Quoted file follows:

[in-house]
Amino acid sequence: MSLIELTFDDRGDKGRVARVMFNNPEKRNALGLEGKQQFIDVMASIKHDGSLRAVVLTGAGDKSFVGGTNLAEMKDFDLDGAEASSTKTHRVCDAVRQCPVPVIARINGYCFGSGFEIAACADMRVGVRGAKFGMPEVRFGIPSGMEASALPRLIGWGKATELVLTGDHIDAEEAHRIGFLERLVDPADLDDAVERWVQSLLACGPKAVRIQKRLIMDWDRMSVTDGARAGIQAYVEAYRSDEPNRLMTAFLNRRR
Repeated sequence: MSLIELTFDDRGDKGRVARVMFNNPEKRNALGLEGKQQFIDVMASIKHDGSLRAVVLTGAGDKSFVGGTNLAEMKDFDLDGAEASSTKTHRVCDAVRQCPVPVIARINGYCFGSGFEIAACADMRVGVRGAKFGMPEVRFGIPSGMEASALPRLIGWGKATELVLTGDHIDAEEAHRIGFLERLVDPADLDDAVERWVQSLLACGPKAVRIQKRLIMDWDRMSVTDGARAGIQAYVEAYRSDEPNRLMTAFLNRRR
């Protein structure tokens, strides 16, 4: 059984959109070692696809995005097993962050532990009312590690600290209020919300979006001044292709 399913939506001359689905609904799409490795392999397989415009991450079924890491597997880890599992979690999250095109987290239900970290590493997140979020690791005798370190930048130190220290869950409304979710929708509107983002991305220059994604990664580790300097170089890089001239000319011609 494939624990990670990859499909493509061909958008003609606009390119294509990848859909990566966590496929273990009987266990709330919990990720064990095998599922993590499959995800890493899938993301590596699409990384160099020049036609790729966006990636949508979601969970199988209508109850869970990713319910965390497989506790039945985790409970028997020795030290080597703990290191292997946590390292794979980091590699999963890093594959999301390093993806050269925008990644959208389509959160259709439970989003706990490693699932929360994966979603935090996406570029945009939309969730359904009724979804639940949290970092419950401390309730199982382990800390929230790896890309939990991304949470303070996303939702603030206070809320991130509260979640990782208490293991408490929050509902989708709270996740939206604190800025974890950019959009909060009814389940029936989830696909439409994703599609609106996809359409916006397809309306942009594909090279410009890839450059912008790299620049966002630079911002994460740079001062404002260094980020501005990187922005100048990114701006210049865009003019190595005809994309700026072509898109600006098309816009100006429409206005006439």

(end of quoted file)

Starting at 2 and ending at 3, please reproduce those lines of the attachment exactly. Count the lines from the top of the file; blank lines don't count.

Amino acid sequence: MSLIELTFDDRGDKGRVARVMFNNPEKRNALGLEGKQQFIDVMASIKHDGSLRAVVLTGAGDKSFVGGTNLAEMKDFDLDGAEASSTKTHRVCDAVRQCPVPVIARINGYCFGSGFEIAACADMRVGVRGAKFGMPEVRFGIPSGMEASALPRLIGWGKATELVLTGDHIDAEEAHRIGFLERLVDPADLDDAVERWVQSLLACGPKAVRIQKRLIMDWDRMSVTDGARAGIQAYVEAYRSDEPNRLMTAFLNRRR
Repeated sequence: MSLIELTFDDRGDKGRVARVMFNNPEKRNALGLEGKQQFIDVMASIKHDGSLRAVVLTGAGDKSFVGGTNLAEMKDFDLDGAEASSTKTHRVCDAVRQCPVPVIARINGYCFGSGFEIAACADMRVGVRGAKFGMPEVRFGIPSGMEASALPRLIGWGKATELVLTGDHIDAEEAHRIGFLERLVDPADLDDAVERWVQSLLACGPKAVRIQKRLIMDWDRMSVTDGARAGIQAYVEAYRSDEPNRLMTAFLNRRR